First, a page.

Social Security and the Timing of Divorce
The Social Security system contains many features designed to provide an adequate retirement income for familes, rather than just individual retired workers. The most important of these features is the spousal benefit, under which secondary earners are entitled to receive a monthly payment of 50 percent of their spouse's monthly Social Security benefit. However, shifts in family structure since the creation of the Social Security program have led to criticisms of the spousal benefit on equity grounds. Using the Panel Study of Income Dynamics (PSID) Marital History File, this paper focuses on one specific implication: Social Security's divorce rules. We find that vulnerable couples are more likely to delay divorce in order to recieve spousal benefits, however the difference is small and statistically insignificant.
|Date of creation:||Aug 2009|
|Contact details of provider:|| Postal: 366 Galvez Street, Stanford, California 94305-6015|
Phone: (650) 725-1874
Fax: (650) 723-8611
Web page: http://siepr.stanford.edu
More information through EDIRC
Please report citation or reference errors to , or , if you are the registered author of the cited work, log in to your RePEc Author Service profile, click on "citations" and make appropriate adjustments.:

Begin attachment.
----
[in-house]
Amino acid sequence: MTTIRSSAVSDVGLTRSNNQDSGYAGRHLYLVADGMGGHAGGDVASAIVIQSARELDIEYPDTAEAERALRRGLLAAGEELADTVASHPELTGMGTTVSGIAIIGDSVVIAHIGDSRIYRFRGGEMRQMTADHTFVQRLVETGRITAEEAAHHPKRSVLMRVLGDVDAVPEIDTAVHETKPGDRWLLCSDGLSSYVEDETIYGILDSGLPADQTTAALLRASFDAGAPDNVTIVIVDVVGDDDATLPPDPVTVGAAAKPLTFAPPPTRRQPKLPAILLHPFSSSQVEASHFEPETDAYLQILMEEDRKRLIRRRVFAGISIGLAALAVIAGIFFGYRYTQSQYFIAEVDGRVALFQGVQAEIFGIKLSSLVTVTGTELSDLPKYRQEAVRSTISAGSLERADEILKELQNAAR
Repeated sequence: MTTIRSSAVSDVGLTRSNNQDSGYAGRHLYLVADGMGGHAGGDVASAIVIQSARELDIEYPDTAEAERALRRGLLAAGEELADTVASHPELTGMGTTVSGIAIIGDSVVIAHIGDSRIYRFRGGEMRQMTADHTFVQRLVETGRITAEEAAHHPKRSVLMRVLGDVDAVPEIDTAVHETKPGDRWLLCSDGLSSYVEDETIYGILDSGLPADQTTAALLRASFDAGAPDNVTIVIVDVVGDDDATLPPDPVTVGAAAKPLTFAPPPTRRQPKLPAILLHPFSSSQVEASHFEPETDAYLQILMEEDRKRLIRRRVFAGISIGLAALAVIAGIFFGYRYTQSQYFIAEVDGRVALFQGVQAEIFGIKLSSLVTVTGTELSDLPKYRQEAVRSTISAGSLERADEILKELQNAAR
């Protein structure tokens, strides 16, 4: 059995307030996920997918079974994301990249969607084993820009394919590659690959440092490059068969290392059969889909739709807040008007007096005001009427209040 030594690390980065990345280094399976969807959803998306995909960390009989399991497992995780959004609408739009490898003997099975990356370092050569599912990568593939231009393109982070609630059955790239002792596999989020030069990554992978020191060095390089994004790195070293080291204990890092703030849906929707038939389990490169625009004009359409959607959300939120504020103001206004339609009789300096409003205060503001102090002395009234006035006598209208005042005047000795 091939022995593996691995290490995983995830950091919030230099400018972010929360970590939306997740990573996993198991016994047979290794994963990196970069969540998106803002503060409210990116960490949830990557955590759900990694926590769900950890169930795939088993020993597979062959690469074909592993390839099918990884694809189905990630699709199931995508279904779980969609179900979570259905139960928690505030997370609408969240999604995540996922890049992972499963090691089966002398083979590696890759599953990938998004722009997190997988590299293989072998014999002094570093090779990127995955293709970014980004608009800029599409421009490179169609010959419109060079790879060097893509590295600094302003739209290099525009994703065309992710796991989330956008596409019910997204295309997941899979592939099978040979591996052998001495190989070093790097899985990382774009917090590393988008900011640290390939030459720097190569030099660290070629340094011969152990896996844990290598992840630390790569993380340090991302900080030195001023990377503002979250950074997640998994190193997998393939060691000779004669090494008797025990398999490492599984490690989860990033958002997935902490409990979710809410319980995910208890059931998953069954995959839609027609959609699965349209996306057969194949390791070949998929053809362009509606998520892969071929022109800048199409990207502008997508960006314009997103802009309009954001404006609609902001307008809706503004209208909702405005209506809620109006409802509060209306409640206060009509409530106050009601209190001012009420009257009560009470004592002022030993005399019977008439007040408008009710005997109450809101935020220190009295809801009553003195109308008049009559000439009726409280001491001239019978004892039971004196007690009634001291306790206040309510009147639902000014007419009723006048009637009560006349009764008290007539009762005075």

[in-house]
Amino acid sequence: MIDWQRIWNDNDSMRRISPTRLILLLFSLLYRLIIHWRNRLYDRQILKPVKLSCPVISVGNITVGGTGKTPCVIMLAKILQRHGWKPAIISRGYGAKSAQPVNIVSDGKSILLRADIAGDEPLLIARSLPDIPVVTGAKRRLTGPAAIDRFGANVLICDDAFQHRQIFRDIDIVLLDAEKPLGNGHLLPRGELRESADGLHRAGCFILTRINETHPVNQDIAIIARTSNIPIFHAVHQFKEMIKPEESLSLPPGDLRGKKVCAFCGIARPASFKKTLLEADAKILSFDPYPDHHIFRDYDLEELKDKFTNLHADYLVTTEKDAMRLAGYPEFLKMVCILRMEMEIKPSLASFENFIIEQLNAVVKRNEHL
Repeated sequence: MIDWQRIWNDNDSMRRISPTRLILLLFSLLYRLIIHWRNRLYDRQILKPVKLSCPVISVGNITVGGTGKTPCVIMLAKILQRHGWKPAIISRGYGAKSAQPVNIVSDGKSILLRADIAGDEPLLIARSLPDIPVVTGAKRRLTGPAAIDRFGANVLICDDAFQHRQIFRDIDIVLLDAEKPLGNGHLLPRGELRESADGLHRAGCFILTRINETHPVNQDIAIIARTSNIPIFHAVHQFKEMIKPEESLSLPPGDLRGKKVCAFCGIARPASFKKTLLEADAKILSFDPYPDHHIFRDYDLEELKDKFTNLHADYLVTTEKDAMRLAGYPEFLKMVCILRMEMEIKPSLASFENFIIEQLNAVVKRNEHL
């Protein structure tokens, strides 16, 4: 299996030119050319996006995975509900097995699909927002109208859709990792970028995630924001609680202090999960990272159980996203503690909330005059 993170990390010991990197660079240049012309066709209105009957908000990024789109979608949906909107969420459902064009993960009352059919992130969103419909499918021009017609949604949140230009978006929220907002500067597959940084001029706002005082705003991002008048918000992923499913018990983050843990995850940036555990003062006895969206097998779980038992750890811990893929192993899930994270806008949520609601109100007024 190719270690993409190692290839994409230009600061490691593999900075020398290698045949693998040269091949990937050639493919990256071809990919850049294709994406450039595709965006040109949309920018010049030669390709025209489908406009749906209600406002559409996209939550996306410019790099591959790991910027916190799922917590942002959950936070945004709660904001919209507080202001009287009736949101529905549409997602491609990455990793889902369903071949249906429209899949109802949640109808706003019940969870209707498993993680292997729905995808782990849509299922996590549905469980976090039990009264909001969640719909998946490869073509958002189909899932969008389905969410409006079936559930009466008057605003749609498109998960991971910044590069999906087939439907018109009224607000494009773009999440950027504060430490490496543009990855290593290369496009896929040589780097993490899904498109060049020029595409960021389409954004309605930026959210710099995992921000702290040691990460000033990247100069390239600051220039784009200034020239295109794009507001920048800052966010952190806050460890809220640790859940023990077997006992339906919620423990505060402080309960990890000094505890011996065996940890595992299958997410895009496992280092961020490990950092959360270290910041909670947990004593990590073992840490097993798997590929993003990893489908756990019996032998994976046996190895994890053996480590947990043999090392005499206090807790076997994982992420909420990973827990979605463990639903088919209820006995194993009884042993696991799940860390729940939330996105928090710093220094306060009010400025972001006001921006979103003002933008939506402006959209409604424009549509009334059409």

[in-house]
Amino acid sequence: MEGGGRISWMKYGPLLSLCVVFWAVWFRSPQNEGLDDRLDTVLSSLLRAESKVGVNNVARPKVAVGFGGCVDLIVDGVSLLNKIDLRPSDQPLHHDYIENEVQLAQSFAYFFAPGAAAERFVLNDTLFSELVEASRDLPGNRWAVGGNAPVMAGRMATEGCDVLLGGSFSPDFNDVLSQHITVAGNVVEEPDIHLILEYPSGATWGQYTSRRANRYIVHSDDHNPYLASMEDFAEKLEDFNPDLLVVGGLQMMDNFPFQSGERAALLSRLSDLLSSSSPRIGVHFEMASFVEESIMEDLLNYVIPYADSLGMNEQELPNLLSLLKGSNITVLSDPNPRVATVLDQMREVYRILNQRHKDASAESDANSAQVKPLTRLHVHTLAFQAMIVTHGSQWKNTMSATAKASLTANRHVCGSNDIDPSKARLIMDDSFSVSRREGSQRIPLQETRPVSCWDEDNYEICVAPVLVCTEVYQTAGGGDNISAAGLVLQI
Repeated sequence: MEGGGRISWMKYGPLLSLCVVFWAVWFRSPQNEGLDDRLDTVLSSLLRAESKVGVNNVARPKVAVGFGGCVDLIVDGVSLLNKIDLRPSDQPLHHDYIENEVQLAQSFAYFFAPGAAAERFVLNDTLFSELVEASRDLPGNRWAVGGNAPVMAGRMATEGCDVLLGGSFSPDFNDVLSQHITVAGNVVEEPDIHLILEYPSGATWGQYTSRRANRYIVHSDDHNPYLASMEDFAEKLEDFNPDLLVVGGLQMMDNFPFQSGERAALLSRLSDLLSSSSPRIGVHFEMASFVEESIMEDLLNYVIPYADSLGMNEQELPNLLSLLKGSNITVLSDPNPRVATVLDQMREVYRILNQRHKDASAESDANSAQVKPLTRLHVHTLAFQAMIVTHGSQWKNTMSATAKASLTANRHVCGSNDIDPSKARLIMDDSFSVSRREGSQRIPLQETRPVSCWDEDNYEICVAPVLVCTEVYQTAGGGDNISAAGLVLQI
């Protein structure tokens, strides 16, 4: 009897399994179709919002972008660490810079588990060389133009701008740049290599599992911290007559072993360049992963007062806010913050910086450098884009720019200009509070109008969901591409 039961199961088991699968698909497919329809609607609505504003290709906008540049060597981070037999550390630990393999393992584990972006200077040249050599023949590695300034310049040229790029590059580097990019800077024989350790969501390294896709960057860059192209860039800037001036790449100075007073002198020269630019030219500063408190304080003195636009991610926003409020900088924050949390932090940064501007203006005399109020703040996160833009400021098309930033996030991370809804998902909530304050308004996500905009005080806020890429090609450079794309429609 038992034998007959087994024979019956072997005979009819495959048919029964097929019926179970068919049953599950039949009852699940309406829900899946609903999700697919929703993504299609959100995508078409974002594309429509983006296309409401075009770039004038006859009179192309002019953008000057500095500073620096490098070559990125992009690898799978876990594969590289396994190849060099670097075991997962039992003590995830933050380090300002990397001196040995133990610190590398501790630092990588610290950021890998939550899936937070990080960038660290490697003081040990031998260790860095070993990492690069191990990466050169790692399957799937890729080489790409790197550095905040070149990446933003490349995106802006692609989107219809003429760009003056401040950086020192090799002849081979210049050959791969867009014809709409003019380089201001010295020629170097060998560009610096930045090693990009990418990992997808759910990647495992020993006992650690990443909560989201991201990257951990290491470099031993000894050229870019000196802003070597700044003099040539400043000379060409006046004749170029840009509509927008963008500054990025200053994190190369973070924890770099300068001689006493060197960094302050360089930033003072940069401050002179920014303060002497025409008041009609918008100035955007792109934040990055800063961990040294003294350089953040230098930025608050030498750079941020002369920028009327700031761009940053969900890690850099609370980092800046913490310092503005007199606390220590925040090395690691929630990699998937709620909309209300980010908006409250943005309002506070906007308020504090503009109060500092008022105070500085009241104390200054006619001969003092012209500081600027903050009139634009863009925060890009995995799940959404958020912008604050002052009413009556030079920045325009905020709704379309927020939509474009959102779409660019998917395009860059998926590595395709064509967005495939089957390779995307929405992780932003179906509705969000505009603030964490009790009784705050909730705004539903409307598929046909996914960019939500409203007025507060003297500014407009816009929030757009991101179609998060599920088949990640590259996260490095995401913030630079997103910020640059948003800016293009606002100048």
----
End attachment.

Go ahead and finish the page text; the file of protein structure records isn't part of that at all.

- Martin Feldstein & Andrew Samwick, 1992. "Social Security Rules and Marginal Tax Rates," NBER Working Papers 3962, National Bureau of Economic Research, Inc.
- James Alm & Stacy Dickert-Conlin & Leslie A. Whittington, 1999. "Policy Watch: The Marriage Penalty," Journal of Economic Perspectives, American Economic Association, vol. 13(3), pages 193-204, Summer.
- Gopi Shah Goda, 2007. "Implicit Social Security Tax Rates over the Life Cycle," Discussion Papers 06-021, Stanford Institute for Economic Policy Research.
- Feldstein, Martin & Samwick, Andrew A., 1992. "Social Security Rules and Marginal Tax Rates," National Tax Journal, National Tax Association, vol. 45(1), pages 1-22, March.
- Stacy Dickert-Conlin & Cristian Meghea, 2004. "The Effect of Social Security on Divorce and Remarriage Behavior," Working Papers, Center for Retirement Research at Boston College wp2004-9, Center for Retirement Research, revised Apr 2004.
- Melissa M. Favreault & C. Eugene Steuerle, 2007. "Social Security Spouse and Survivor Benefits for the Modern Family," Working Papers, Center for Retirement Research at Boston College wp2007-07, Center for Retirement Research, revised Feb 2007.
When requesting a correction, please mention this item's handle: RePEc:sip:dpaper:08-057. See general information about how to correct material in RePEc.
For technical questions regarding this item, or to correct its authors, title, abstract, bibliographic or download information, contact: (Anne Shor)
If references are entirely missing, you can add them using this form.